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Significant Digits For Wednesday, March 9, 2016

You’re reading Significant Digits, a daily digest of the telling numbers tucked inside the news. We’re trying out a new approach, with fewer news items but more detail, so please bear with us.


0

Number of delegates Marco Rubio obtained in the Mississippi and Michigan Republican primaries on Tuesday due to his failure to win at least 15 percent of the vote in those states. He also failed to win any delegates in Idaho. [ABC News]


3 to 8 percent

A study of 2 million European firms found that an additional woman in senior management or on the board of directors was associated with a higher return on assets of 3 percent to 8 percent. [Quartz]


45 percent

Percentage of mammals that are ugly, according to a new study out of Australia. Well, not exactly: The research sorted species into three categories — “good,” “bad” and “ugly” — and found that adorable animals (“good”) were the subjects of disproportionately more academic research than invasive species (“bad”) or gross-looking, janky, phoned-in, busted-up animals (I’m using the scientific jargon, but, more succinctly, the “ugly” ones). Of the animals inventoried, 45 percent fell into the latter category. [The Telegraph]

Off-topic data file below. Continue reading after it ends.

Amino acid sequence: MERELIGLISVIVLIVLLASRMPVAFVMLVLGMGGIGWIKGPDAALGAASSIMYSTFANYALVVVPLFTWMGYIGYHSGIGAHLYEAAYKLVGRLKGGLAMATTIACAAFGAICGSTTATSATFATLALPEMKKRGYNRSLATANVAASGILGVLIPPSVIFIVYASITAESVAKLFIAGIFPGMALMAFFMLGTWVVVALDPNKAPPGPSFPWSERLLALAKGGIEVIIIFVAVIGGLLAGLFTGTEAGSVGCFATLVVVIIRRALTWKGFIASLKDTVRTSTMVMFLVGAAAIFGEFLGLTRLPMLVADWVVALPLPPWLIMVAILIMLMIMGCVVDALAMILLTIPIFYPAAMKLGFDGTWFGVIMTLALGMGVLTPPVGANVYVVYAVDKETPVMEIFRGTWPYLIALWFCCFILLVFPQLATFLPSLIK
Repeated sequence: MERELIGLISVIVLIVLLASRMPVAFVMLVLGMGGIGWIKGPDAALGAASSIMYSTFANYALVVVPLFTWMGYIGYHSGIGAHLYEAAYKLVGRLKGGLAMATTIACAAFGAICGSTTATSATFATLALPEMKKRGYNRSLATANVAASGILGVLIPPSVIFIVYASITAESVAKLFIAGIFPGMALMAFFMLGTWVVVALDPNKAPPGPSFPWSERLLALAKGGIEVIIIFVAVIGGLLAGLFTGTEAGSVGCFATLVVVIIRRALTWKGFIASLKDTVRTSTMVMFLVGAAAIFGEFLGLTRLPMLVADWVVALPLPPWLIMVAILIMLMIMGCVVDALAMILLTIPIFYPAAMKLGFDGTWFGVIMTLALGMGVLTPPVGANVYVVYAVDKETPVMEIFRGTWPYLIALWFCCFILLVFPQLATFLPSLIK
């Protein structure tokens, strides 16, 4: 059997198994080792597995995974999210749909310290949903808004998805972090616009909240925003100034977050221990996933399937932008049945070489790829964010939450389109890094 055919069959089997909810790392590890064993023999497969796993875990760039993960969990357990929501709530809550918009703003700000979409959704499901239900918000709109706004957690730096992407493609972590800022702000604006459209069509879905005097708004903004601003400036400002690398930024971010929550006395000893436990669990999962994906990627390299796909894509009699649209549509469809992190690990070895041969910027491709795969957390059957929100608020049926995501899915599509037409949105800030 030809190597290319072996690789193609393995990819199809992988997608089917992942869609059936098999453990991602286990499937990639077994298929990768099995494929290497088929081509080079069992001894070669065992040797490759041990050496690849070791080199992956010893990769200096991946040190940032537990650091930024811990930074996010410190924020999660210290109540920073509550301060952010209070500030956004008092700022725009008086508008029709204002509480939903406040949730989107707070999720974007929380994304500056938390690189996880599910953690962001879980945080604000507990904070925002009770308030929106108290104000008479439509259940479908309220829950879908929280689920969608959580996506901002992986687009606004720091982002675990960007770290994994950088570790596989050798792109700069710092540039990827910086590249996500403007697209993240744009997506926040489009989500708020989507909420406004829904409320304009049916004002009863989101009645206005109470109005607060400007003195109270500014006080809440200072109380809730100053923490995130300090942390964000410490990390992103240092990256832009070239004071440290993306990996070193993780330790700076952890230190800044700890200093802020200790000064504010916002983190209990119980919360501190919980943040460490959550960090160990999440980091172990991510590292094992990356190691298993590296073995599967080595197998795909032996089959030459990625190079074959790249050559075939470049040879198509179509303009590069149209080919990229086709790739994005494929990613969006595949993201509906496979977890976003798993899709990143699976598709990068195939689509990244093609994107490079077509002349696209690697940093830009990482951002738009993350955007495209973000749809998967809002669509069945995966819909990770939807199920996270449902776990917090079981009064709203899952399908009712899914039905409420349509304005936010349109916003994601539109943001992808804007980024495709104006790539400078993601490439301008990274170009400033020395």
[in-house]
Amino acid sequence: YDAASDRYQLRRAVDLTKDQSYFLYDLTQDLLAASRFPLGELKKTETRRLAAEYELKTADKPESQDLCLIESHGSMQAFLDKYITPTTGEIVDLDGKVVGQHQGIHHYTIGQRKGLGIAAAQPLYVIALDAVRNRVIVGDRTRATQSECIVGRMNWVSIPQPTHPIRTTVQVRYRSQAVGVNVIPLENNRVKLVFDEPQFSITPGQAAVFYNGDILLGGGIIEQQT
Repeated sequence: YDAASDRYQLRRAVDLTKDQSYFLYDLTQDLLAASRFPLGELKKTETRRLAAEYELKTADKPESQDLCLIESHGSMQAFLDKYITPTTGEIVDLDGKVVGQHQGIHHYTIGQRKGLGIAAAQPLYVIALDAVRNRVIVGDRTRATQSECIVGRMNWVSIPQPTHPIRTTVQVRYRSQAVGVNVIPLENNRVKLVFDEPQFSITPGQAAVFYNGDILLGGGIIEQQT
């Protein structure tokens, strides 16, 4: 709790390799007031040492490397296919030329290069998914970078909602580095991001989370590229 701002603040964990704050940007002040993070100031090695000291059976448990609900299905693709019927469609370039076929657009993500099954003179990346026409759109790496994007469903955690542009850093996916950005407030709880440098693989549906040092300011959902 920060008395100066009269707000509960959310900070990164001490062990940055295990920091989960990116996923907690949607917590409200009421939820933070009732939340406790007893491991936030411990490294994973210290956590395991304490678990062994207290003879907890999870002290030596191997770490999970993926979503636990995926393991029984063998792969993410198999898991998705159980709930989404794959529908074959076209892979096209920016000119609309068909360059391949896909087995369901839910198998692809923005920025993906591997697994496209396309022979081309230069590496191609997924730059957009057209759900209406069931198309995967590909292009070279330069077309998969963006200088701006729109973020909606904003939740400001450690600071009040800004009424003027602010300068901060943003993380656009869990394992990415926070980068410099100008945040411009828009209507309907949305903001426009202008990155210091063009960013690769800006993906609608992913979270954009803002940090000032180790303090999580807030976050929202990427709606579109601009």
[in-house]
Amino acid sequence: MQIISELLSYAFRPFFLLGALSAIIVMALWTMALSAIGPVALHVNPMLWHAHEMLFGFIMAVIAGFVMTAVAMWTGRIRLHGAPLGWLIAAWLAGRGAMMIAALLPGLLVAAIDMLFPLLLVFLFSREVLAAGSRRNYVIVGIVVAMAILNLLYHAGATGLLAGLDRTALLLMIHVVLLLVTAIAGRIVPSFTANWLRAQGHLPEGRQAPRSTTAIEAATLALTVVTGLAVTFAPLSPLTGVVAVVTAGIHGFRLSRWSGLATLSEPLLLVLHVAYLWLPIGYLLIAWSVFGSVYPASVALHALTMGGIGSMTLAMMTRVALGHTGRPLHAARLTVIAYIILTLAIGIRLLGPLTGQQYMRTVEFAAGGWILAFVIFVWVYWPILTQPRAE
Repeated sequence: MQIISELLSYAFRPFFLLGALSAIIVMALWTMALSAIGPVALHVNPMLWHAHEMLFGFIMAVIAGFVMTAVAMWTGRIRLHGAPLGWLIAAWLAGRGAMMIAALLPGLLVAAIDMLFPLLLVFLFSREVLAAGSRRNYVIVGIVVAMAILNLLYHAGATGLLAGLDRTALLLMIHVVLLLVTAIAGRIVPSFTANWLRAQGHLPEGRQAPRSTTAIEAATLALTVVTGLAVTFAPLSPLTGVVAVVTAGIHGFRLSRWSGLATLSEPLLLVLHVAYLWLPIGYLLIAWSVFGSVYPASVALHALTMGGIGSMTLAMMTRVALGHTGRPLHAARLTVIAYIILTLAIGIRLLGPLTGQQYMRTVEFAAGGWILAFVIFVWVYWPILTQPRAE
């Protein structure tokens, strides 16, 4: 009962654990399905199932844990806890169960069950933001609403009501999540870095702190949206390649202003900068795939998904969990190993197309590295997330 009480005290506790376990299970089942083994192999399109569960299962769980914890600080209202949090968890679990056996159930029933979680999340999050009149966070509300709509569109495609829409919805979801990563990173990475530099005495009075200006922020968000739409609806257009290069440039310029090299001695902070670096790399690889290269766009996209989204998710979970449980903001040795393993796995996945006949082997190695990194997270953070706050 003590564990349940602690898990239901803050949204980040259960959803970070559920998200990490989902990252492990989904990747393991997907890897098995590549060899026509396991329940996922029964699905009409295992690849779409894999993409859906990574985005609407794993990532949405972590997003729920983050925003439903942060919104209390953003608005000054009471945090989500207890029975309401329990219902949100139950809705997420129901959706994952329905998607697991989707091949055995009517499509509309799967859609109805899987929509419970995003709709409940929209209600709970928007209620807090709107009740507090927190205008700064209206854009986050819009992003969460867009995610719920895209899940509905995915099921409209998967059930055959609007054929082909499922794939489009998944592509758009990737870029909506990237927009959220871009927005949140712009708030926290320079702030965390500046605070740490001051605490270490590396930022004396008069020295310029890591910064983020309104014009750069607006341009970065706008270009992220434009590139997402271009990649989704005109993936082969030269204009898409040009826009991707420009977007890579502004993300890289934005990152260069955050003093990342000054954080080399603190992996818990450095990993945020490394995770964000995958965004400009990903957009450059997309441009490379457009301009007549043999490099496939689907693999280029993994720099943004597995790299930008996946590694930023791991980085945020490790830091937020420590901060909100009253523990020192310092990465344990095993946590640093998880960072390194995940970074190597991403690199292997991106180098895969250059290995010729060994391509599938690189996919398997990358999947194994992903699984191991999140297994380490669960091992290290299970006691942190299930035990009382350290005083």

50 percent

Massive upset in Michigan: While every poll had Hillary Clinton in the lead in the Democratic race, with several indicating she was well ahead, Bernie Sanders won the Michigan primary instead, with 50 percent of the vote to Clinton’s 48 percent. This is far and away one of the largest upsets in primary polling history. [FiveThirtyEight]


91 percent

Percentage of millennials who use a phone to make a purchase at least once a month, according to a market research firm. Churches appear to be interested in tapping into this behavior, and a new app — named Tithe.ly, of course — lets people use their phones to cough up for the collection tray. [Bloomberg]


$200,000

The FBI alleges that a man who worked for the armored transport company Brink’s stole $200,000 in quarters from the Atlanta Fed over the course of nearly two months. [The Wall Street Journal]


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Walt Hickey was FiveThirtyEight’s chief culture writer.

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